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Interesting n=1 case of weight loss


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Dear all,

I confess that my recent immersion in nutrition science derived, besides an old personal interest, from the necessity not to call a dietitian. My wife in the past has gone to numerous dietitians and has lost and gained weight, yo-yoing several cycles. This time I imposed myself: no more money thrown to dietitians, I'm going to see to it.

So I started with low-carb, since she had previously good results with it. Dr. Fung and Rosedale school, advocating low carb, hi fats, moderate protein (very moderate sometimes). No caps on calories but not unilmited fats.

I attach a temporal plot (dates follow the European convenction, dd/mm/year).

My wife started at 83.5 kg (BMI 31) and reached 77.5 kg (BMI=29) after 5 months. Then the long plateau. Very stable bodyweight, within the usual hi-frequency fluctuations.


After 4 months of this plateau, I thought maybe a change might help. I had her adopt a caloric restriction scheme coupled to an Ornish-style diet, few fats, more carbs, protein enough to satisfy 100% or more RDA for essential AAs. She likes carbs better than fats so, even if 900 kCal day-1 is not much, she's enjoying her food. Moreover, I strongly suspect that her BMR is lower than the theoretical, mean index. She's most likely in the lower percentiles of the statistical distribution of energy requirement, so her 52% of theoretical restriction is something in the region of maybe 70% of real energy need.

So, just after the shift, she started loosing weight again, now on a decreasing trend, like visible in the plot (presently at 75.8 kg, 28.5 BMI) .


Interesting bottom line: After all it is  not always true, like often told, that low-carb is the best way to loose weight and that calories are not a factor. It may be so at the beginning, since forcing a sudden decrease of the insulin signal will bring about strong diuresis and some catabolism. People like my wife though, who is a food-absorber, may reach soon an homeostatic balance and stop loosing weight. I also suspect saturated fats are a factor which, in genetical setups like my wife's, can boost lipidogenesis.

I find the spectrum diet as suggested by Dr. Dean Ornish is pretty sensible and balanced. Low fat means more food volume, which is more satiating in a CR setup.

I'm curious to see where this trend is leading.



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From what I've read sustained long term weight loss on any diet is rare.  Weight loss tends to be fast and easy when starting any diet but typically around the 6 month point or so it becomes challenging and most plateau or backslide.  The need for calories reduces as weight drops and if one isn't steadily cutting calories the rate of weight loss slows and motivation wanes.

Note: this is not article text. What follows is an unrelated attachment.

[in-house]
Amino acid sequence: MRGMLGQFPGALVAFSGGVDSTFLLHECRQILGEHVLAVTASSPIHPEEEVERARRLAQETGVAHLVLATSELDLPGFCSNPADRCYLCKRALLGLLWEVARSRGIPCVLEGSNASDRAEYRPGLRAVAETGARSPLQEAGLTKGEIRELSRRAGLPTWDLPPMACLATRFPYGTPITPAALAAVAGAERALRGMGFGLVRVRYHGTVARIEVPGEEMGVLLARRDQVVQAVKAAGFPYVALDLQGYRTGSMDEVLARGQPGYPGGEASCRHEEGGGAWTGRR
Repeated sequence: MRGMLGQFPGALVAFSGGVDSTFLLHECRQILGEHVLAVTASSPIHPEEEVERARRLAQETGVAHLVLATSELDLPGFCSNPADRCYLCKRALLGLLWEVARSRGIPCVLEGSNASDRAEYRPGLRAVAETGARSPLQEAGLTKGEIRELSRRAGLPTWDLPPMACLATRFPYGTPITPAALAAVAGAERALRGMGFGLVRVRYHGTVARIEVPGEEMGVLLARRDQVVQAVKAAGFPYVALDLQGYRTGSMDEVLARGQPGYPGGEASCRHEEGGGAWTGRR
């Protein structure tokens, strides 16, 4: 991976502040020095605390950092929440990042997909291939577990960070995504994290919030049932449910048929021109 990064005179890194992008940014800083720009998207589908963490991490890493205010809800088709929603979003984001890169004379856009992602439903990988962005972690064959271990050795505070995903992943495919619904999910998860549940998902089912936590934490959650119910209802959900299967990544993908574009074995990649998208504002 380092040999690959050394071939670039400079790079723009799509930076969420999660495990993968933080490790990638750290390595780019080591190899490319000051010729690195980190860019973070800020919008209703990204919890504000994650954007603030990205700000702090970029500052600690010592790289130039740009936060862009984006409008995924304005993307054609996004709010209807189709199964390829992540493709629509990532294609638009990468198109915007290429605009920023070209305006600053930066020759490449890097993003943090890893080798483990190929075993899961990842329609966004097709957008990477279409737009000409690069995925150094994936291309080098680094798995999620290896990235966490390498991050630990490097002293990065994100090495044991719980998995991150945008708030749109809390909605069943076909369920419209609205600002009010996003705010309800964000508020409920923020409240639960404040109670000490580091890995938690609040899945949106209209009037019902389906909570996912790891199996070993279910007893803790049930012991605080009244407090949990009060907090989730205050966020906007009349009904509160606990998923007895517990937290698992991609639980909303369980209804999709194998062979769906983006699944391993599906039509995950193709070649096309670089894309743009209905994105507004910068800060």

I've been struggling with this myself.  I went from weight in the range of 170-175 lbs to a range of 135-140 lbs in 6 months.  By that point I was needing to eat a few hundred calories per day less than when I started to continue losing 1 lb / week.  Although my scale told me my bodyfat was 19% I suspected it was higher and I'd like to get below 10%.  Probably putting me in the 115-120 lb range which is low for my height of 5'10" so I refocused on maximizing muscle instead of losing weight.  I gained 10 lbs in 6 weeks.  Since then I've been YoYo'ing alternately switching between trying to lose weight and build muscle.  Each cycle it has been getting easier to build muscle (which is amazing considering I have a supposedly untreatable muscle wasting disease) but increasingly hard to lose weight.  To better balance the rates of weight gain and loss I've resorted to doing 3 to 4 day water fasts during my weight loss phases.  Some people find their first day or two of each fast challenging, but eating keto I find it relatively easy to transition in and out of fasting,

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... The need for calories reduces as weight drops and if one isn't steadily cutting calories the rate of weight loss slows and motivation wanes.    


I really hope that the above is going to occur as late as possible, otherwise the complaints from the missus will be intolerable (by what appears to be a law of nature wives tend to complain a lot even when there is little reason to complain).


I remain stunned by the levels of metabolic efficiency the body is able to reach in some people, keeping their weight stable at half the amount of energy they used to ingest.


From what I read on fora, many low-carbers really get down to 10-20 grams of carbs per day max (which almost eliminates even vegetables) and some will practice zero-carbs diets for a while (no vegetables, nor nuts, just meat, eggs and little more). That sounds like totally unhealthy on the long run, even though on the short run the lower BMI will grant some decreased mortality risk.



I believe that's also an issue of patience. Most people on prolonged CR loose the excess bodyweight (at least that seems to be reading this forum), so an healthy, CR diet seems the best option to me. No Faustian bargain. Even though I concur it's hard to keep the motivation on the long run, whereas increased longevity is an added bonus which may help.

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